Why Do Ministers Need To Scrutinise The Government

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Intro- Who are Ministers + need to scrutinise the government

The Ministers of the Crown Act 1975 defines a Minister as the holder of any office in Her Majesty’s government in the UK. Ministers of the Crown are members of the governing political party who have been appointed to a political office in the government. Formally, they are appointed by the Crown on the advice of the Prime Minister, in practice this latter has the ultimate say on who is appointed. Ministers are members of one of either House. By statute, they can be no more than 95 holders in the House of Commons; in order to prevent the executive from dominating the House. There is a hierarchy of government positions. Ministers are graded in terms of their importance and responsibilities. Each of the principal Secretary of State heads up a government department and sits in the Cabinet. Ministers exercise great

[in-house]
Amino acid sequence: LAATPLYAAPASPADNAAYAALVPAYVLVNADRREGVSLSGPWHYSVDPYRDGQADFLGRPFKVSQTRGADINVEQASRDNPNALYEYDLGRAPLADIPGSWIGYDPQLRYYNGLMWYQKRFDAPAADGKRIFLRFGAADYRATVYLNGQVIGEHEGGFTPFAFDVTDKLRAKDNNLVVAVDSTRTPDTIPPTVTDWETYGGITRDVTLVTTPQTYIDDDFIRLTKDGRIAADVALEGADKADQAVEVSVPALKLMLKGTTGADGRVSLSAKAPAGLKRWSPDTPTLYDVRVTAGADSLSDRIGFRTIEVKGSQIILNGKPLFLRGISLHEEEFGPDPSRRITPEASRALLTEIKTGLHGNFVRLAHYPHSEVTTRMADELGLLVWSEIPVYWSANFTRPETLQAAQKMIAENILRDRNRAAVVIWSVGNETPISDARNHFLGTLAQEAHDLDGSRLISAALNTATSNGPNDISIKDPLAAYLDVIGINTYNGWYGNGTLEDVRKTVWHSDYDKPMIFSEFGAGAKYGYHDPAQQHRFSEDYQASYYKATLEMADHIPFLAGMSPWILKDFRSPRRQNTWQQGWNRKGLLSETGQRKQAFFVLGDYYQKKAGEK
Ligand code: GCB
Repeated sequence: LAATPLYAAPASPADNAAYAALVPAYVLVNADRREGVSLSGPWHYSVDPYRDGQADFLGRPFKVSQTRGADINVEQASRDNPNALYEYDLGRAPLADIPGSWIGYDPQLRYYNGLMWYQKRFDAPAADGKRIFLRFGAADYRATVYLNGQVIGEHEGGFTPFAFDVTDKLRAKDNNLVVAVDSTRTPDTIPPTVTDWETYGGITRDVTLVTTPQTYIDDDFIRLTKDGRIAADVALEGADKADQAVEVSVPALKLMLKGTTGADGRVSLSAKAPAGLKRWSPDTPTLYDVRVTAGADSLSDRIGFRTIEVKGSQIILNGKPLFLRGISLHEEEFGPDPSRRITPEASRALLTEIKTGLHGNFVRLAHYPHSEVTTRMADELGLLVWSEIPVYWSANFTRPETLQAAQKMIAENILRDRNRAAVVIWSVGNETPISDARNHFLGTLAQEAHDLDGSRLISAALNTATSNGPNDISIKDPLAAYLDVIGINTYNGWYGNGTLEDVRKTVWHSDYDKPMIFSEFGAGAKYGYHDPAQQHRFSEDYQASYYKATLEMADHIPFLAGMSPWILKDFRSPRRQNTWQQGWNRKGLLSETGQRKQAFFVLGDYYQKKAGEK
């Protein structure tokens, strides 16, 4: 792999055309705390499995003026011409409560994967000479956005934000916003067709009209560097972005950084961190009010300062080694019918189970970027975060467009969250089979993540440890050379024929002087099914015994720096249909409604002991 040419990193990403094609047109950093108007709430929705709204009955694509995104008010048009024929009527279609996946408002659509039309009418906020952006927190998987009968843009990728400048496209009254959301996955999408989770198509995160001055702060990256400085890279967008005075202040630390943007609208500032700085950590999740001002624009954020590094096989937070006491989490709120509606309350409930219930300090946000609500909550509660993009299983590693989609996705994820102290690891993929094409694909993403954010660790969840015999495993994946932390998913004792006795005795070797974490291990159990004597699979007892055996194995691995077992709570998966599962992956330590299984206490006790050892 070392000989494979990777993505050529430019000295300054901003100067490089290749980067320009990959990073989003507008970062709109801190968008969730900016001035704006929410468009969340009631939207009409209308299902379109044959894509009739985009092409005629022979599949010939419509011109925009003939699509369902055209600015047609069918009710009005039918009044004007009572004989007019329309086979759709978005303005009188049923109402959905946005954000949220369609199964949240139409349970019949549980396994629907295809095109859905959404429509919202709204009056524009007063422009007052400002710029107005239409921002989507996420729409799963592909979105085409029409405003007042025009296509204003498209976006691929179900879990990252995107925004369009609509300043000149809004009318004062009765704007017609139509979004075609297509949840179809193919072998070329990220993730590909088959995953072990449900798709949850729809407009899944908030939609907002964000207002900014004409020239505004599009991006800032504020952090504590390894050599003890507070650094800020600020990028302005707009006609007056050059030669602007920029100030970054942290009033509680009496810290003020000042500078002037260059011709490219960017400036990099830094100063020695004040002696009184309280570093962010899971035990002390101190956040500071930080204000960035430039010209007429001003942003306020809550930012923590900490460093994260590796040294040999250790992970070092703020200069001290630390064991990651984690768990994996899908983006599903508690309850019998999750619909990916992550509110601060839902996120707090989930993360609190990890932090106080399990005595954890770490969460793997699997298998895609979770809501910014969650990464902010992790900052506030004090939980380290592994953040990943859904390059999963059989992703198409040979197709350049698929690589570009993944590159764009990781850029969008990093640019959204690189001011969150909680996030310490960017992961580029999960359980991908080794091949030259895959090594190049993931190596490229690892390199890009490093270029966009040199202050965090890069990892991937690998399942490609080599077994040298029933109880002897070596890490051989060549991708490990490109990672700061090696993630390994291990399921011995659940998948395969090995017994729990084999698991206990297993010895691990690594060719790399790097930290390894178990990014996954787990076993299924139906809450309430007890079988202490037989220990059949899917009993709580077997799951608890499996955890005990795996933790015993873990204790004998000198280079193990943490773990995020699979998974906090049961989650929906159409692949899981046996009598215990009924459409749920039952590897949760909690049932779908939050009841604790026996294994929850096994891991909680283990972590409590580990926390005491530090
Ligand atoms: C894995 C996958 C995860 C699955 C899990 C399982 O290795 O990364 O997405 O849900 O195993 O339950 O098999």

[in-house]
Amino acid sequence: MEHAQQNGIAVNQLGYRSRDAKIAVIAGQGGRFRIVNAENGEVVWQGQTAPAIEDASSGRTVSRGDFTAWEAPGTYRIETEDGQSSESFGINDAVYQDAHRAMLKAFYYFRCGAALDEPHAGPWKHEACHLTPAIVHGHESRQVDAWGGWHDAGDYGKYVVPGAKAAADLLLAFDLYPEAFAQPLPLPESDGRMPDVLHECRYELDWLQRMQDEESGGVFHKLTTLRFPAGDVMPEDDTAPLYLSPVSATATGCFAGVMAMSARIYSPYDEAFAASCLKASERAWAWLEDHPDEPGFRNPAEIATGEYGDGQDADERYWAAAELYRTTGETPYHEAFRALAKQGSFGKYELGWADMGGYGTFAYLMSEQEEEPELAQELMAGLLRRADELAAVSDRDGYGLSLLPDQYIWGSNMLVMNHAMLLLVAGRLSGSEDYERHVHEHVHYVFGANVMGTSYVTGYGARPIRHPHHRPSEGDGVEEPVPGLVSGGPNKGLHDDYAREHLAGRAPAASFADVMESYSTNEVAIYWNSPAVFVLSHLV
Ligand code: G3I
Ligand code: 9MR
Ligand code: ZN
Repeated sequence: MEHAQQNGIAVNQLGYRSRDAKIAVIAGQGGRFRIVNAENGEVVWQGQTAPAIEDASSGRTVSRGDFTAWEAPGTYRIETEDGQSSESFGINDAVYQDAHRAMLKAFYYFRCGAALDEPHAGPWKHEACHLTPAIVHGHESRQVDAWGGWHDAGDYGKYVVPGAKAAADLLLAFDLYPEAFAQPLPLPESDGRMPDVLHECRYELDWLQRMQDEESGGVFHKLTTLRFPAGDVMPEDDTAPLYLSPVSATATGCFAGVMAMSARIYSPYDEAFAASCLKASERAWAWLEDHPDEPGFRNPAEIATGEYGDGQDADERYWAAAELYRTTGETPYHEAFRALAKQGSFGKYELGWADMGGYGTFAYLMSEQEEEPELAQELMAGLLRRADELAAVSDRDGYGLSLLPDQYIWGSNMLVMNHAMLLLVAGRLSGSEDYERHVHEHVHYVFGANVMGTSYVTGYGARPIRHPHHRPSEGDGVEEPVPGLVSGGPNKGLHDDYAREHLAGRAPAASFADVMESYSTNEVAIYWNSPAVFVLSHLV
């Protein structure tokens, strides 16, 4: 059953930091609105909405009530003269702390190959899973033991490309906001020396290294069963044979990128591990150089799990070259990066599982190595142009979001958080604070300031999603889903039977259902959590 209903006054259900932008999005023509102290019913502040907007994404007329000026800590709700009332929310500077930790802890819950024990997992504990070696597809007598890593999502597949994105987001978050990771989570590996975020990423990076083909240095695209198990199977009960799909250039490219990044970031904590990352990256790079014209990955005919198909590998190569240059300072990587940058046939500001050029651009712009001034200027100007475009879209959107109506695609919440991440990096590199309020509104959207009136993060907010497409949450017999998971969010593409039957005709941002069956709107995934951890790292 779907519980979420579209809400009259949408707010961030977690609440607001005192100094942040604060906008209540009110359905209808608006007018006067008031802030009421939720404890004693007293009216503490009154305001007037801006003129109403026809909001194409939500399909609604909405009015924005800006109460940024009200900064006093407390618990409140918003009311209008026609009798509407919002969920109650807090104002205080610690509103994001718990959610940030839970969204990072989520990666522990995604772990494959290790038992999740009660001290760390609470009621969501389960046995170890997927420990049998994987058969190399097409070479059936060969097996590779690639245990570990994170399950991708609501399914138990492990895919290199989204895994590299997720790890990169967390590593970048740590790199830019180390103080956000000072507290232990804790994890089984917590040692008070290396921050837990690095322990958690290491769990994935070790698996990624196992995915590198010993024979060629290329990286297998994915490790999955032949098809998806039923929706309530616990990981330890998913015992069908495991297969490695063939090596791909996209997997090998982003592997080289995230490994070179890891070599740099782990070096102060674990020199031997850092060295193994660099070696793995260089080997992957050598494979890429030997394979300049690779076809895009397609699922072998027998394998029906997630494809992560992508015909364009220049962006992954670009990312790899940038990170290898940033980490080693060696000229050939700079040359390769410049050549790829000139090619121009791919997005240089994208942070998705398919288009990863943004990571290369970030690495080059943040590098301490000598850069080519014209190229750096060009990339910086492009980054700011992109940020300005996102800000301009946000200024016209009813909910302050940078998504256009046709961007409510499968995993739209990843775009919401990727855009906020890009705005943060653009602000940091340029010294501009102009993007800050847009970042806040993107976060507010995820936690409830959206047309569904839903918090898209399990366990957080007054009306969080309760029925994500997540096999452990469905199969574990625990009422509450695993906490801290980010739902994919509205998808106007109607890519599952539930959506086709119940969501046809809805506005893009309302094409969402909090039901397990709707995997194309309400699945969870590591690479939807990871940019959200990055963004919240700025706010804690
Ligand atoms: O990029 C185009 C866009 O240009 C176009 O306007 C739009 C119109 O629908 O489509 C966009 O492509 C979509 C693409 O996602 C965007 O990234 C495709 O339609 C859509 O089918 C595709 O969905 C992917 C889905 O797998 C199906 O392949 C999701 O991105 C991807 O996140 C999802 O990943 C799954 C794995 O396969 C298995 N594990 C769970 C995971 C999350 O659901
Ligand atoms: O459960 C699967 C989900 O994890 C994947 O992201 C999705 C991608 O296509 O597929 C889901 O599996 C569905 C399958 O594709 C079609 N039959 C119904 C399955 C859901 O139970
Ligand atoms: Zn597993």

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Peel, PM between 1841-46, thought that Ministers are responsible for policies and decisions because they are able to command a majority in the House. Accordingly, they need not reflect the wishes of the House; the government must be strong. The Peelite view seems dominant today.

b) Erosion of the Individual Ministerial Responsibility

There has been an erosion of individual responsibility due to the increasing size and complexity of modern government departments. There is also an increasing use of executive agencies running key areas of the administration diluting the responsibility of the Minister heading the department and there are constraints as to the amount of time and resources that Parliament can devote to the scrutiny of dpts or agencies. Holding ministers to account is a difficult task in a modern state where most governmental powers are exercised by civil servants. In practice, no individual minister could ever assume sole responsibility for managing a large organisation such as central government department.

c) Proposals for

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